I read this short offering by Hosseini, an author I very much admire, in a matter of minutes. In the title is the word prayer, and it is a prayer to a child, a people, young people who will never know the country of their birth, Syria, without bombs, towns in ruins and starvation. Not the vibrant place it had been. A prayer to all people for compassion, understanding, for a little hope for the refugees fleeing for their life. The illustrations are beautifully wrought, from color to black and white. It is indeed a homage to the many who have lost their lives to the sea, fleeing a worn torn country. Among the 4, 176 who died or went missing attempting this journey, was a three year old named Alan Kurdi, and Hosseini wrote this short, beautiful piece for them. Heartbreakng.

  • Seemita

    For long now, Khaled Hosseini has cemented his position as an author who imparts a subtle yet searing voice to the victims of war, riots and displacement, especially in the Islamic countries. We have clutched our hearts and have sobbed silent tears at his Hassan’s redemption and Mariam’s journey. And Sea Prayer, at its core, harbors a similar cry for life.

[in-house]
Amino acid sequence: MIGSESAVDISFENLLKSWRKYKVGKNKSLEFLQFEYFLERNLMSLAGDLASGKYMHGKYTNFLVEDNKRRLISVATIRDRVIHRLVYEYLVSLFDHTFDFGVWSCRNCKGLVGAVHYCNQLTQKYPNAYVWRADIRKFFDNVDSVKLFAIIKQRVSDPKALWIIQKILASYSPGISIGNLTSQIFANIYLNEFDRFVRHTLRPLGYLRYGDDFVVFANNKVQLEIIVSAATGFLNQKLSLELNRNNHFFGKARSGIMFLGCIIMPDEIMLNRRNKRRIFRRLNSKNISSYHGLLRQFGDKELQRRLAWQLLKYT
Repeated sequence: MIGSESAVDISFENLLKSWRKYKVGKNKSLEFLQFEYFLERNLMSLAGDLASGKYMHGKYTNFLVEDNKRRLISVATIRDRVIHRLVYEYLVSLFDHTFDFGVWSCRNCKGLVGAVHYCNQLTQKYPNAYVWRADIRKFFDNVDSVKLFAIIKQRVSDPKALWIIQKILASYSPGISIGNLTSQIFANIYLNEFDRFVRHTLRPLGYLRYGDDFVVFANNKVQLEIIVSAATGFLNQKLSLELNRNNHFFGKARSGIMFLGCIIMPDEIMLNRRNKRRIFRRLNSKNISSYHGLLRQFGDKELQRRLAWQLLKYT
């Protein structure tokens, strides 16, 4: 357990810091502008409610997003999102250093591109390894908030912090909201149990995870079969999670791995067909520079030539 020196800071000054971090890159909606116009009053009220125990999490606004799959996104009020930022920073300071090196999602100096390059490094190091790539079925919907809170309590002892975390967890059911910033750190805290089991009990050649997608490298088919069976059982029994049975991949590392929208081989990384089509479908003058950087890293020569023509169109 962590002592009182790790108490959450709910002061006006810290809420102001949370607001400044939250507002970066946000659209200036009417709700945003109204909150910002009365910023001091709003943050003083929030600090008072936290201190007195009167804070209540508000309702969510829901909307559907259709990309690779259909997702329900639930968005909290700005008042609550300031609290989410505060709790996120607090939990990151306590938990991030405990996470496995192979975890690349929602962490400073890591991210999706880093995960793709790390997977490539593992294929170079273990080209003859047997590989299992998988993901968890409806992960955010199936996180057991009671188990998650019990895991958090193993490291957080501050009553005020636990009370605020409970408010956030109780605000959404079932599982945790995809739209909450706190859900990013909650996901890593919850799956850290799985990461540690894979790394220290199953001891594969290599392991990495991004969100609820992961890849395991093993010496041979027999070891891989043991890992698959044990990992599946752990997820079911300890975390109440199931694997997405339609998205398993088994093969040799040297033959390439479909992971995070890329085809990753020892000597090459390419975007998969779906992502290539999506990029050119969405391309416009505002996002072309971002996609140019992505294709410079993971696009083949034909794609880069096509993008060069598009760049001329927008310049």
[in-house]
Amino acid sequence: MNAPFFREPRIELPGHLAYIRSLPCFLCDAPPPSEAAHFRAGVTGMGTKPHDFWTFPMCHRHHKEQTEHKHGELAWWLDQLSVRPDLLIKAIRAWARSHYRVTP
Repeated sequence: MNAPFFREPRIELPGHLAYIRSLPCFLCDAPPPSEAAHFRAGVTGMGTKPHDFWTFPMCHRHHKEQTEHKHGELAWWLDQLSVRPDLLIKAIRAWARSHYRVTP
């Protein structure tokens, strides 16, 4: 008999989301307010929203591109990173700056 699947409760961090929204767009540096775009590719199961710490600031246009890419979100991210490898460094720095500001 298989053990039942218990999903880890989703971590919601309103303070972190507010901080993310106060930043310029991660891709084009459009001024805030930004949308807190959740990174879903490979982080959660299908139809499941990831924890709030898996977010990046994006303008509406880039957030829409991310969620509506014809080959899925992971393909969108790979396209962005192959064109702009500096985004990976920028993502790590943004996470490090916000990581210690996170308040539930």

A father with his young son, Marwan pressed to his chest, is awaiting a sh

    For long now, Khaled Hosseini has cemented his position as an author who imparts a subtle yet searing voice to the victims of war, riots and displacement, especially in the Islamic countries. We have clutched our hearts and have sobbed silent tears at his Hassan’s redemption and Mariam’s journey. And Sea Prayer, at its core, harbors a similar cry for life.